Caution Ahead, the sign said, via a handwritten note tacked to a folding billboard, and placed in the center of the road to prevent passage. Dorothy peered into the distance and couldn't see any cars, any police or ambulances, nor were the roads wet or muddy. Earlier in the day, streams of cars had passed her on the Western highway, all rushing to get to their destinations. Funny how all the vehicles, the people, even towns seemed to have disappeared into the ether, the farther she went and gave her the feeling she'd entered the twilight zone.
Get a grip, she told herself, and grasped the wheel tight, trying not to hyperventilate and give in to her weird imagination. How did she get here, she wondered, the trip a blur in her mind, the sign filling her with dread, and the unknown danger made her want to turn around and flee the other direction. Indecision plagued her at the strangest times, a weird fugue blurring her thoughts. Just yesterday she hadn't been able to make the decision whether to put on the red or blue socks, and it had plagued her for the rest of the day.
Kneading her knuckles against the steering wheel, she deliberated. Leave, turn around and go home despite the fact it would take several more hours. Meander forth and follow the lonely road that now looked spooky, unfriendly, and foreboding all because of one small sign. No, she couldn't do it. Obsessing about it wouldn't help either. Pretending she wasn't scared because she had no idea where the hell she was going in the first place, would only stress her out more. Quickly, before she changed her mind again, she turned the car around which wasn't an easy task on the narrow lane. Run away from danger, her mother always said, whilst Kiki would say go towards it and enjoy the adventure.
Since yesterday she'd had the desire to go some where, but she couldn't remember where she'd been going, so she bolted back towards the onramp which should have only taken her minutes, but seemed like hours. Turning left, she did the inexplicable and took the service road beside the highway, zipping past fields of corn and wheat with stalks higher than the car and turned the road into a shadowy tunnel.
Until she came to a bridge and drove underneath it, coming out of the shadows into the bright sunlight, and wondered where she was since she no longer could see the freeway or hear the cars passing by. Visions of getting t-boned made her stomp down on the gas and she speed through the intersection, up and down hilly roads and through the forest until she came upon a quaint little shopping center full of cars in the middle of nowhere.
What is this, where is this? Xylophone music greeted her when she opened her car door. Yearning for a fat, greasy, crunchy taco, she climbed out of the car and ran into a little country store. Zoned out by the drive and hunger, it took her a few minutes to realize no one was in the store, including a cashier.
Yesterday's weirdness had faded to today's bizarre adventures, and she felt like she was out of time, out of place, out of touch with the world. X's stamped in place of prices for all the products on the shelves confused her even more. What was she supposed to do, negotiate, which she couldn't do because no one was there.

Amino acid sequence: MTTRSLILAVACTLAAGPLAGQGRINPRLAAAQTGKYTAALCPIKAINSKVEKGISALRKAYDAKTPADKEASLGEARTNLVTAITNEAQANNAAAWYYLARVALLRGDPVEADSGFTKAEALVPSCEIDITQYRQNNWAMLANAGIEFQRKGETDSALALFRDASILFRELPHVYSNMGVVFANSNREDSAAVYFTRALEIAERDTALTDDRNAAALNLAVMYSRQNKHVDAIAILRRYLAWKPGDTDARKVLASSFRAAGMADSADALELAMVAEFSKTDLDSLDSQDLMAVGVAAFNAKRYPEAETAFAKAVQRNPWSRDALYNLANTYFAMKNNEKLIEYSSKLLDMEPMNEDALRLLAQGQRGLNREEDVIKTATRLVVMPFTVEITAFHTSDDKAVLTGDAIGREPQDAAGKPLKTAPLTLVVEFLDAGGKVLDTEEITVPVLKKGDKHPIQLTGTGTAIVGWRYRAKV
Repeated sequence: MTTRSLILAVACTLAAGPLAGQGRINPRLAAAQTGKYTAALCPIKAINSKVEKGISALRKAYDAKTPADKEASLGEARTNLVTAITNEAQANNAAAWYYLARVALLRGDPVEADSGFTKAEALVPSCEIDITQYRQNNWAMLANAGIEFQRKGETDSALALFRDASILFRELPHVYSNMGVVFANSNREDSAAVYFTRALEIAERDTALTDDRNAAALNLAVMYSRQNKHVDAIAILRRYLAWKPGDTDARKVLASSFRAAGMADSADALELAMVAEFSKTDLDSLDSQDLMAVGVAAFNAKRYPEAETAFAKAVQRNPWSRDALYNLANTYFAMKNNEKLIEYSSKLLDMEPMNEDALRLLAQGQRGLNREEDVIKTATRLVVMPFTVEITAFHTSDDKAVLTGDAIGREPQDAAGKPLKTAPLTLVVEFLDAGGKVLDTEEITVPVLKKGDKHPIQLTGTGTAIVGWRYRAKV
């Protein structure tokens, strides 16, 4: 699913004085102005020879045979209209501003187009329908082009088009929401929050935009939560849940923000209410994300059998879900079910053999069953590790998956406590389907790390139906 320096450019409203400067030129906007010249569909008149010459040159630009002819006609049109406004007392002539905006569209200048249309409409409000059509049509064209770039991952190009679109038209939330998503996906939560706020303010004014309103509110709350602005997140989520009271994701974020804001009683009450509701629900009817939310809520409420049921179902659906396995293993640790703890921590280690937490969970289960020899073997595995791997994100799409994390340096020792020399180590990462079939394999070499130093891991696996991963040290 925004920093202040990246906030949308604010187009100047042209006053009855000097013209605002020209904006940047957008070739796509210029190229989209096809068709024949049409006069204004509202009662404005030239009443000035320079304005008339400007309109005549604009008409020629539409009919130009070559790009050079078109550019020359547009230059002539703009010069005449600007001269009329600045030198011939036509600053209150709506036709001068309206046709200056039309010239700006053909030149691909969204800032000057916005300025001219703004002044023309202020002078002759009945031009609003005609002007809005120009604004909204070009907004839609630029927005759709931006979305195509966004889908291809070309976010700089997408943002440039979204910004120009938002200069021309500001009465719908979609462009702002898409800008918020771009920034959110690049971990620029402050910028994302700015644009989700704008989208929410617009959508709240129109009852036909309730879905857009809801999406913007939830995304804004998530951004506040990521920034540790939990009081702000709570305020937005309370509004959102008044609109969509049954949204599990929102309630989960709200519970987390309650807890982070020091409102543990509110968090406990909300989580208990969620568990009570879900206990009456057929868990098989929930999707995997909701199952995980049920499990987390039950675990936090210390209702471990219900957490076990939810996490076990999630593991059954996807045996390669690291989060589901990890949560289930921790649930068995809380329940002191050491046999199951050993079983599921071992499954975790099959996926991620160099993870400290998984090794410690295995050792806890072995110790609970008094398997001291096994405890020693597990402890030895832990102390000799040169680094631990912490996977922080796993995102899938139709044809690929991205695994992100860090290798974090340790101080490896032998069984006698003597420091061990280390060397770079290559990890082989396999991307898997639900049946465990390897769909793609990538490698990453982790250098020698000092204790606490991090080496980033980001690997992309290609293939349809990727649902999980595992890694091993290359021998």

Various scenes passed through her head of an apocalypse, a disaster, even zombies. Up on the wall, the hands of the clock clicked off the seconds, but she realized she couldn't hear the ticking, nor the music anymore. Troubled, she walked the entire store, calling out hello but received no answers. Suspicious and more than a little scared, she took a breath and looked in the backroom, but didn't see anybody.
Right or wrong, she was hungry and returned to the main part of the store, filled a small basket with snacks and taco ingredients because she was starving, and dropped some cash at the front counter. Quick and quiet, spooked by the lack of life, she exited the store. Perhaps they were next door and she wondered down the sidewalk looking in all the empty stores.
Oh boy, I'm living in the twilight zone or the resurrection or what was the thing from the comic movies, the snap. No one left, except for her. Marching to her car, she locked herself inside and pulled out her cell phone. Looked through the contacts list and called her mom, her heart thumping painfully in her chest as she waiting through several rings.
Kiki answered and said, "Hope my dear, I hear you are hopelessly lost."
Jealousy rocked her at the sound of the woman who'd taken her place in her mom's life and it took a moment for her words to sink in and she wondered who told Kiki she was lost unless she was tracking her phone.
"I need to talk to mom," Hope demanded and wondered again for the millionth time why her mom had allowed Kiki, heck why had she allowed it, and let the woman hold sway over all mom's decisions, her calls, her life.
"Have you come to your senses yet or shall I delay you even more?"
Gasping, Hope realized Kiki had somehow cursed her because she'd lost track of the days and had no idea how she'd managed it and spoke the counter spelled her mother had taught her when she was a little girl.
"Fiddle dee dee, five makes three, and ten makes two, may caution be your guide," she murmured.
Energy sparked through her body, flashing from her head to her toes, and her eyes fuzzed out for a second, then cleared. Dumbfounded she stared as the people everywhere, bustling to and from their cars, the stores. Cautious now, she knew she had to play along with Kiki, if she was going to save her mother and lied through her teeth when she said, "Blessing on you, Miss Kiki," and hung up on the woman, ready to end the witch as soon as possible.
Rules for the road: Alphabet stories start and end with the letter chosen and each sentence has to begin with the next letter of the alphabet.